How much music in total did you create for Cozmo?

All in all we created about 45 minutes of music for Cozmo.  And that number is growing.

I know you all have worked on numerous video games. What are some of the major differences in scoring a product like Cozmo as opposed to a video game? 

The biggest differences are Cozmo’s physical presence as a little robot in your world, as well as his ever evolving AI capabilities, both of those present unique challenges for composing and interactivity. Creating a compelling musical landscape for a physical device that learns and adapts as you interact with it is quite different than approaching a normal on-screen gaming experience. It’s sort of like the difference between a film and a live broadway play, some rules carry over but others won’t work in the same ways you’re used to. For example,  Cozmo himself has a speaker and of course the smartphone has a speaker, so there were some cool spatial opportunities to be explored there. The music plays out of the phone, sort of acting like his personal “orchestra pit” while all of Cozmo’s vocalizations happen on his built in speaker that really helps separate and place the music.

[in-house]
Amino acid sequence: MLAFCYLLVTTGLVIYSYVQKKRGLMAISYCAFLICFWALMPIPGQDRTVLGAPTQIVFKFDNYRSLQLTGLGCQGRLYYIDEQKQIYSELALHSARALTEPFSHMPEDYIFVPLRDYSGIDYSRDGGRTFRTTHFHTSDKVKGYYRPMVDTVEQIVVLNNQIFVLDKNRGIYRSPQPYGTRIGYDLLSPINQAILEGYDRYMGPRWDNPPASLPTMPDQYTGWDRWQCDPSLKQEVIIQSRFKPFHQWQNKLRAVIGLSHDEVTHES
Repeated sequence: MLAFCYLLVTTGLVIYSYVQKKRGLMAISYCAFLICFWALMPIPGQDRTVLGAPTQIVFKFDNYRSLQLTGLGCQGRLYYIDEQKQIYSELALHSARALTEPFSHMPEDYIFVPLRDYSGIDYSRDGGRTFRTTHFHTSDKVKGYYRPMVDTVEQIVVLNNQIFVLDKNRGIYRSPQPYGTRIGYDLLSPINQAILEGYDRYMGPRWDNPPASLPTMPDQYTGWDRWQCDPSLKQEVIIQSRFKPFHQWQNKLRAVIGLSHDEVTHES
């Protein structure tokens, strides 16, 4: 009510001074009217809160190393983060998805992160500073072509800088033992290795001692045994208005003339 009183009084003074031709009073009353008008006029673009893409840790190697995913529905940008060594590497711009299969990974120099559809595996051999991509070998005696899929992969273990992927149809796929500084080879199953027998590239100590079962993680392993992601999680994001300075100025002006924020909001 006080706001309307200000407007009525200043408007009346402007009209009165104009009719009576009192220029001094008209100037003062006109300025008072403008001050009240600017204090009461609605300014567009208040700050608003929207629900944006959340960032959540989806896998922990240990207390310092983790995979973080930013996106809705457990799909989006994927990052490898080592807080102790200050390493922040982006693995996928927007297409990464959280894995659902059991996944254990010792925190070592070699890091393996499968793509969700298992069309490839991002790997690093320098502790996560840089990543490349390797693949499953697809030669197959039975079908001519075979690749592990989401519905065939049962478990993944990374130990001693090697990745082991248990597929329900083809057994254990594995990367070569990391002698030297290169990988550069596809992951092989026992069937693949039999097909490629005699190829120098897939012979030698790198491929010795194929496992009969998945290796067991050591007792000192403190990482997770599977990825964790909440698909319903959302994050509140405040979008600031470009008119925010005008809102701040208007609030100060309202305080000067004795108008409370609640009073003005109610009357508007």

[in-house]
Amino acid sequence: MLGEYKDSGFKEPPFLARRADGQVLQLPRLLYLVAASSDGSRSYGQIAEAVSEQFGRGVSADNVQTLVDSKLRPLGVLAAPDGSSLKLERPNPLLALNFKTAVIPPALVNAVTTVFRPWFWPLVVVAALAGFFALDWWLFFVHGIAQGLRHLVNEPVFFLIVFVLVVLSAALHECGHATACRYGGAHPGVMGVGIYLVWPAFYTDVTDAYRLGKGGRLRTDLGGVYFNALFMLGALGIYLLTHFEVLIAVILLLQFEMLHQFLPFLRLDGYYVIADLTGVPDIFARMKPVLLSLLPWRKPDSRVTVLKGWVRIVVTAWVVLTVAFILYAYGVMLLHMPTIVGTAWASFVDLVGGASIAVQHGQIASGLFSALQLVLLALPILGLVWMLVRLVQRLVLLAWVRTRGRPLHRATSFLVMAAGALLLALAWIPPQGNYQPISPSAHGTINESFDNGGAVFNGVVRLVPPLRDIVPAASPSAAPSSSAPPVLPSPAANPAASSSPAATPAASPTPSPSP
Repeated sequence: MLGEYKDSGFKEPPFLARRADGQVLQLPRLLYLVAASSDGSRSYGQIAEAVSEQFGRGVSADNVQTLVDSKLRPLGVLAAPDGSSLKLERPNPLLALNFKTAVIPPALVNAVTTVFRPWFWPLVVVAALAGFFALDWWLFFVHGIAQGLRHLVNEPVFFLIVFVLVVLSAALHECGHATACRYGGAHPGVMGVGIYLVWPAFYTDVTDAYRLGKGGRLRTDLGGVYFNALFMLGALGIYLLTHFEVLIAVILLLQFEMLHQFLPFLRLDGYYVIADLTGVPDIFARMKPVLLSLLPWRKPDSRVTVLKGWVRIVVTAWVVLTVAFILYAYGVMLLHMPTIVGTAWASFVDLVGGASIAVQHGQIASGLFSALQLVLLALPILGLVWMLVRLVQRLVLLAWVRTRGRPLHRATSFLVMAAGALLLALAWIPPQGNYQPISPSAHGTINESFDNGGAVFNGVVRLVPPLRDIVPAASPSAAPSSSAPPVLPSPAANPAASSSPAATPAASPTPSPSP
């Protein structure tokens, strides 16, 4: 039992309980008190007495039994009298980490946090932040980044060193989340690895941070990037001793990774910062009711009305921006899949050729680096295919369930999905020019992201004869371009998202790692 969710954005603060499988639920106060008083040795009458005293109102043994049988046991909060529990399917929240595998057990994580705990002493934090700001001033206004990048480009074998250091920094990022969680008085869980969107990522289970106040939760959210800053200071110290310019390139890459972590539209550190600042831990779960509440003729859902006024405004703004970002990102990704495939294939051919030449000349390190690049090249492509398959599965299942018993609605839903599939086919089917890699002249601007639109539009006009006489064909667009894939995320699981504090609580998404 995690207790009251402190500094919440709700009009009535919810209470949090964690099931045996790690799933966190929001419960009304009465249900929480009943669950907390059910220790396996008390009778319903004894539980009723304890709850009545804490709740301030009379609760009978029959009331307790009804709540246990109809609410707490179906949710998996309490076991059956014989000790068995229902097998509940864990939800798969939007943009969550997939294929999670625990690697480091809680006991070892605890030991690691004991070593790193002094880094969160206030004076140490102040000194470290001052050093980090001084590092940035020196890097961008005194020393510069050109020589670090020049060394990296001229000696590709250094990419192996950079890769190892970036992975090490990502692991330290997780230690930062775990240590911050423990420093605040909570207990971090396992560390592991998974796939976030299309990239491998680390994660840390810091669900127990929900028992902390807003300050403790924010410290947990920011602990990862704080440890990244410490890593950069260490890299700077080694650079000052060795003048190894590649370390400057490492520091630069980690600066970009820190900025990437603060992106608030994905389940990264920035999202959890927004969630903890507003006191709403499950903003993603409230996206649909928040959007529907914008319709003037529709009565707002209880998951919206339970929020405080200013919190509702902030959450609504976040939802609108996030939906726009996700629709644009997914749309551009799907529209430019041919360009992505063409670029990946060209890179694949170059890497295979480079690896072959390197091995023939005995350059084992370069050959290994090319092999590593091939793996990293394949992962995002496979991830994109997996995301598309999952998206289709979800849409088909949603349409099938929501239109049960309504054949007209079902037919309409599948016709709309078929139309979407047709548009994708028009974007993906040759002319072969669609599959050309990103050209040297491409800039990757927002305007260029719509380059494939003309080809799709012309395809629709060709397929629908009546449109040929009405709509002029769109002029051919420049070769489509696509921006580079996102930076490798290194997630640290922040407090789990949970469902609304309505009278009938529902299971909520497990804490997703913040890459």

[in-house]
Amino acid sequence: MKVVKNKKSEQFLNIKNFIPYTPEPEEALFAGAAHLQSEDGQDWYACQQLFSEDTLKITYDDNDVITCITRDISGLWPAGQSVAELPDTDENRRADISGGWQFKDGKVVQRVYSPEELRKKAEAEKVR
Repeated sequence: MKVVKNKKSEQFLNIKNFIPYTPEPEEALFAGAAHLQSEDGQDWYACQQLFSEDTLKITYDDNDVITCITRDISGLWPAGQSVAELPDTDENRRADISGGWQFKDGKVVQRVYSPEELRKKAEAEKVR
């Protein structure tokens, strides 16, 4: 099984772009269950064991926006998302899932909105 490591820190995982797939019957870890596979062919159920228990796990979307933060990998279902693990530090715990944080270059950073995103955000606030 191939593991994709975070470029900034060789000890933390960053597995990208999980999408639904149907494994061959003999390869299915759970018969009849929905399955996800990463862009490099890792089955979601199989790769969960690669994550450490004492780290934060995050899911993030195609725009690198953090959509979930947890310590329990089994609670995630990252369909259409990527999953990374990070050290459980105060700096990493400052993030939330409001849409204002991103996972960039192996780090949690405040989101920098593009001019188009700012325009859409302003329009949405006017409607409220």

This is one of the first times that so much emphasis, musically, has been put on a toy like this. Do you think we are going to start seeing this more now?

We certainly hope so! We really have to give props to Brian Min, Anki’s audio director, for pushing the limits on both the resources and attention to music a project like this would typically get. Anki as a company really gets how important music and sound is to an immersive interactive experience like Cozmo or Overdrive.

What was the most challenging part of scoring Cozmo?